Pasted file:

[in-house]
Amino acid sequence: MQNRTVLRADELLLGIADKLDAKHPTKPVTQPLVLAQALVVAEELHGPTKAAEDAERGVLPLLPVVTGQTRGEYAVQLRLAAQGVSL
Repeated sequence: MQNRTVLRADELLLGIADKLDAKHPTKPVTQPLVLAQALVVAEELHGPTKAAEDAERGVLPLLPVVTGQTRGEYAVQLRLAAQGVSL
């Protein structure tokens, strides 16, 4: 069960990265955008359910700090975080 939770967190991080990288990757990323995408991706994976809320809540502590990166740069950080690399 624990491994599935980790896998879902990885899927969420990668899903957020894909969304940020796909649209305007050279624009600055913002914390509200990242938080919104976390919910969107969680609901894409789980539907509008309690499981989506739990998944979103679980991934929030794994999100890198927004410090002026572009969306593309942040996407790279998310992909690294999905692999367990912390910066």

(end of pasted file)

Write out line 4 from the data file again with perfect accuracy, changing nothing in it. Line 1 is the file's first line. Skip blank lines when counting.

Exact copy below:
């Protein structure tokens, strides 16, 4: 069960990265955008359910700090975080 939770967190991080990288990757990323995408991706994976809320809540502590990166740069950080690399 624990491994599935980790896998879902990885899927969420990668899903957020894909969304940020796909649209305007050279624009600055913002914390509200990242938080919104976390919910969107969680609901894409789980539907509008309690499981989506739990998944979103679980991934929030794994999100890198927004410090002026572009969306593309942040996407790279998310992909690294999905692999367990912390910066």